Joined Jul 28, 2001
What's your thoughts since they specifically mention hospitality workers such as chefs, cooks and such.
Joined Nov 17, 2002
This is a good topic...

I have been wondering how this was going to affect us...I do not think that they are going to affect me personally, but I think that it may have an impact on the industry in general to a degree...

A large percentage of our workforce makes under the 23,700 that the law is specifying so I do not think that that is going to affect them that much. As far as chef's and management, most of our workforce is salaried, so then again I don't think there will be much of an impact there either...but there are a good amount of workers that work hourly (and some a ton of them) that if their current overtime status takes them past the 24K as specified, then it is going to affect them and I can foresee management in some areas taking advantage of this unfortunately....

I have major issues with the law, none of which I will discuss here but knowing that the more people work in the hospitality industry then any other industry in the US it is bound to have an impact...

Just Cheffy's two cents...

Chef Mike
Joined Aug 29, 2000
I'm also interested to hear what those of you in the business think. My governor today announced he is ignoring the federal rules and things will stay the same in Wisconsin- for the time being. Employers have had 30 years to deal with this, so the status quo is not alien to them.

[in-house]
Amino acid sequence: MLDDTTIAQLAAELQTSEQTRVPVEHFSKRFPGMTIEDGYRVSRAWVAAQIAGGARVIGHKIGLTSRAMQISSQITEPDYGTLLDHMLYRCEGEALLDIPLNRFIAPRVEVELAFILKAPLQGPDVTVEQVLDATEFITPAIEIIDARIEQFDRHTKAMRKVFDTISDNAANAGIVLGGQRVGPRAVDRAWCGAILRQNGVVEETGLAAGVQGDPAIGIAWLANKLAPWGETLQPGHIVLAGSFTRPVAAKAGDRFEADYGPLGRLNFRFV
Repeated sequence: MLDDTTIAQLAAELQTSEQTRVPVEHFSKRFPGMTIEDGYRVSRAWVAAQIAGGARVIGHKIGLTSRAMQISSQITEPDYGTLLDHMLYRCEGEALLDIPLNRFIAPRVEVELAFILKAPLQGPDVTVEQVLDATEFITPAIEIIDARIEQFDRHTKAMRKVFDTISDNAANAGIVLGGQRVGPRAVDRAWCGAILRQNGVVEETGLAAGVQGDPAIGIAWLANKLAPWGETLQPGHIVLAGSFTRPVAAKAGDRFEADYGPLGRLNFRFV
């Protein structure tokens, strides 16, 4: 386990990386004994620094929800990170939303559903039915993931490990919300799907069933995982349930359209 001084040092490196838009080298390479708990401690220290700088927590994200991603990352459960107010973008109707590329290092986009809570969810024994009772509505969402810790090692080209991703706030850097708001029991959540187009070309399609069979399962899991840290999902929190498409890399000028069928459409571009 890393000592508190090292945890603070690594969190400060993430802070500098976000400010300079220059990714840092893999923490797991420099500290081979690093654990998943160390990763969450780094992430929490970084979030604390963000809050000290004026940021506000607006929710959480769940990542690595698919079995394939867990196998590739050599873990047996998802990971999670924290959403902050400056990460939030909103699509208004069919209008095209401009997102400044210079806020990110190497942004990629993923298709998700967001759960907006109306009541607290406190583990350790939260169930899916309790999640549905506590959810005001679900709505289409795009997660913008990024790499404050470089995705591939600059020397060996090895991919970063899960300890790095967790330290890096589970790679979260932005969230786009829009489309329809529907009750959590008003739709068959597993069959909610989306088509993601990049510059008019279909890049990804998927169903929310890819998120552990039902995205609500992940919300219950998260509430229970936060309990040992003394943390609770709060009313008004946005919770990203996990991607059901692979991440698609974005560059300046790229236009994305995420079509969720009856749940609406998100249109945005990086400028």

The way I see it, more people will be screwed with the new federal rules than wil l be helped. There are plenty of "managers" of food and beverage operations, discount stores, etc. who are salaried but making ends meet with overtime, but with these new rules, they will lose out.
Joined Oct 28, 1999
From what I hear/read today, it appears that those individuals that will 'lose' the overtime, really only lose the Legal Right under the Uniform Labor Code to sue for premium pay. Rather, employers may still offer it and employees may still require it. I think the implications of this change in the law are far sweeping and have not yet been fully realized.
Was everybody aware that even a MENTION of being supervisor in a job description is adequate grounds to withhold overtime pay? :eek:


Staff member
Joined Jun 11, 2001
Not exactly accurate Jim. From the dol.gov website:

So you have to make more than $455/week.

You have to manage a department, such as banquet sous chef or banquet chef.

You have to have at least two cooks under you

You have to have the ability to hire and fire those two cooks under you

So how to get around it? Fire one of the cooks and do all the work yourself! :D

Just kidding of course. On one hand, it makes a lot of lower income wage earners automatically eligible for overtime. On the other, I've never worked a place where anyone was overtly told that they had to work more than 40/wk without overtime no matter what their payscale.

I don't like it that Nurses are exempt from overtime, specifically RN's, not LPN's. Chefs are exempt too, but since most of us were salaried/bonus anyway I don't think it affects us much. Were we ever eligible for overtime as salaried workers?

Edit: Teachers are exempt too? Lame...

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